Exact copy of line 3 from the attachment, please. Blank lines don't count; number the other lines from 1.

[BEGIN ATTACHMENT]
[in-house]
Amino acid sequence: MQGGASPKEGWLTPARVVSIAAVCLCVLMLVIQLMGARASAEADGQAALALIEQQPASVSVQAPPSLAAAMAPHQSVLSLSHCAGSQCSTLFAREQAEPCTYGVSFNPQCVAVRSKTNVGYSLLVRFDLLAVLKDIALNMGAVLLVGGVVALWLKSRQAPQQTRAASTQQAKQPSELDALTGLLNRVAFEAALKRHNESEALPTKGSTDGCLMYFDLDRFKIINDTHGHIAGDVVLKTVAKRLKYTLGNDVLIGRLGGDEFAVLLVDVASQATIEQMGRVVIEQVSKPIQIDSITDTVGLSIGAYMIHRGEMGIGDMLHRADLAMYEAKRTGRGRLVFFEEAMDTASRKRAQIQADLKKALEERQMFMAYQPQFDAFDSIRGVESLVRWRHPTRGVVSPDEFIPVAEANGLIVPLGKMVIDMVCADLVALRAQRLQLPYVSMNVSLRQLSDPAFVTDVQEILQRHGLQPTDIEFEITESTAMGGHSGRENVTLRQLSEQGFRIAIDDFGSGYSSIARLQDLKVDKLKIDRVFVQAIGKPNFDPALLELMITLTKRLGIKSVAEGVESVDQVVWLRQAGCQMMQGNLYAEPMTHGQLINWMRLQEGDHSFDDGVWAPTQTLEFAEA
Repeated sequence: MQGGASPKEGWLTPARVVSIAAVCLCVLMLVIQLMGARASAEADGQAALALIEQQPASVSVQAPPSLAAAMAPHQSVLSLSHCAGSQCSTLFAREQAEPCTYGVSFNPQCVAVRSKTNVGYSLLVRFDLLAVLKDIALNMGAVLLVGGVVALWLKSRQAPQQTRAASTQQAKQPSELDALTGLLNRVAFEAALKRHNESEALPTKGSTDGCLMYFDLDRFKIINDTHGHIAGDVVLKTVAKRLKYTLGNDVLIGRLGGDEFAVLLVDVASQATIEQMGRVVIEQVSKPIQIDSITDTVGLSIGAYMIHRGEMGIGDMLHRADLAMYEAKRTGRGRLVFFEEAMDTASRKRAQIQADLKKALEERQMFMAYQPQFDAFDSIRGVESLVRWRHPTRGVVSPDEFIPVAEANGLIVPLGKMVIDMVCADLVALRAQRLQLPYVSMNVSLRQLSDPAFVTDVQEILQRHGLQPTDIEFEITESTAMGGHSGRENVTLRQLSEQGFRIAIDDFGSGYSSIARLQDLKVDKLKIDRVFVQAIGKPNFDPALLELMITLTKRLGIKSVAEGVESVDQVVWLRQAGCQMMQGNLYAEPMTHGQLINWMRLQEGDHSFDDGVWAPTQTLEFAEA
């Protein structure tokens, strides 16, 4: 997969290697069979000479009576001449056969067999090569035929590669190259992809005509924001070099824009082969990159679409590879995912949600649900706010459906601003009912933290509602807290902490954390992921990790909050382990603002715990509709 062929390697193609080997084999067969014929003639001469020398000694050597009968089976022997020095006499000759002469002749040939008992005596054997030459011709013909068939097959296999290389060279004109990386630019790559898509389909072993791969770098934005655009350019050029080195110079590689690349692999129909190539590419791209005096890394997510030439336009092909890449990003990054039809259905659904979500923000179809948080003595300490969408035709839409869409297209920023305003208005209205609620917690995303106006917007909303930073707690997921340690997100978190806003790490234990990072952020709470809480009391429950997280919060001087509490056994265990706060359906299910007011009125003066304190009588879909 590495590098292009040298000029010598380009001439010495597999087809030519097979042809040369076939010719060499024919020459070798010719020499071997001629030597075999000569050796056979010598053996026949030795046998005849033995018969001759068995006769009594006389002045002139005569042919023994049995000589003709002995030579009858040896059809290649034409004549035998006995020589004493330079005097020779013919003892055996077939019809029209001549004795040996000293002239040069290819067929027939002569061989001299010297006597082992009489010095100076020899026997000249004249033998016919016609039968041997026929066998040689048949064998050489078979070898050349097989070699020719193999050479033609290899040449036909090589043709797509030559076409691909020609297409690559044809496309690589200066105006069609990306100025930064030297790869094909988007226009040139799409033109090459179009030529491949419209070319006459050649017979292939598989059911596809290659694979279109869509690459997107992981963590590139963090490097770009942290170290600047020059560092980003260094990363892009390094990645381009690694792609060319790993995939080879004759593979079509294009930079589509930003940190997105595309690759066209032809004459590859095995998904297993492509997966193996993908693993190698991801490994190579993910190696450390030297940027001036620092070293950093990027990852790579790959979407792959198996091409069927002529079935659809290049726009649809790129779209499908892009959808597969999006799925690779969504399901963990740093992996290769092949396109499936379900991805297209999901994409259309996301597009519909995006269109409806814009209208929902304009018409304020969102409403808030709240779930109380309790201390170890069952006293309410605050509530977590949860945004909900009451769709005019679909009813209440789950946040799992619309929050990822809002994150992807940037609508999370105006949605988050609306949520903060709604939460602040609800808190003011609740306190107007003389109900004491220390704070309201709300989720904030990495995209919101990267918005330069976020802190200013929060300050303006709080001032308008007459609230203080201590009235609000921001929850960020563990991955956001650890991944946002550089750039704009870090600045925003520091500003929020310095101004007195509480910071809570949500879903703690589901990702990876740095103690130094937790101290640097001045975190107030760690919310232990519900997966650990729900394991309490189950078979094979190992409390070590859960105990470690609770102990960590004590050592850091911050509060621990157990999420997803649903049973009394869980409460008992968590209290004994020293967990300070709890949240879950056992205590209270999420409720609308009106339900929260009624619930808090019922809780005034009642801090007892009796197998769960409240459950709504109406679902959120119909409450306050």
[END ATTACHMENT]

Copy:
Repeated sequence: MQGGASPKEGWLTPARVVSIAAVCLCVLMLVIQLMGARASAEADGQAALALIEQQPASVSVQAPPSLAAAMAPHQSVLSLSHCAGSQCSTLFAREQAEPCTYGVSFNPQCVAVRSKTNVGYSLLVRFDLLAVLKDIALNMGAVLLVGGVVALWLKSRQAPQQTRAASTQQAKQPSELDALTGLLNRVAFEAALKRHNESEALPTKGSTDGCLMYFDLDRFKIINDTHGHIAGDVVLKTVAKRLKYTLGNDVLIGRLGGDEFAVLLVDVASQATIEQMGRVVIEQVSKPIQIDSITDTVGLSIGAYMIHRGEMGIGDMLHRADLAMYEAKRTGRGRLVFFEEAMDTASRKRAQIQADLKKALEERQMFMAYQPQFDAFDSIRGVESLVRWRHPTRGVVSPDEFIPVAEANGLIVPLGKMVIDMVCADLVALRAQRLQLPYVSMNVSLRQLSDPAFVTDVQEILQRHGLQPTDIEFEITESTAMGGHSGRENVTLRQLSEQGFRIAIDDFGSGYSSIARLQDLKVDKLKIDRVFVQAIGKPNFDPALLELMITLTKRLGIKSVAEGVESVDQVVWLRQAGCQMMQGNLYAEPMTHGQLINWMRLQEGDHSFDDGVWAPTQTLEFAEA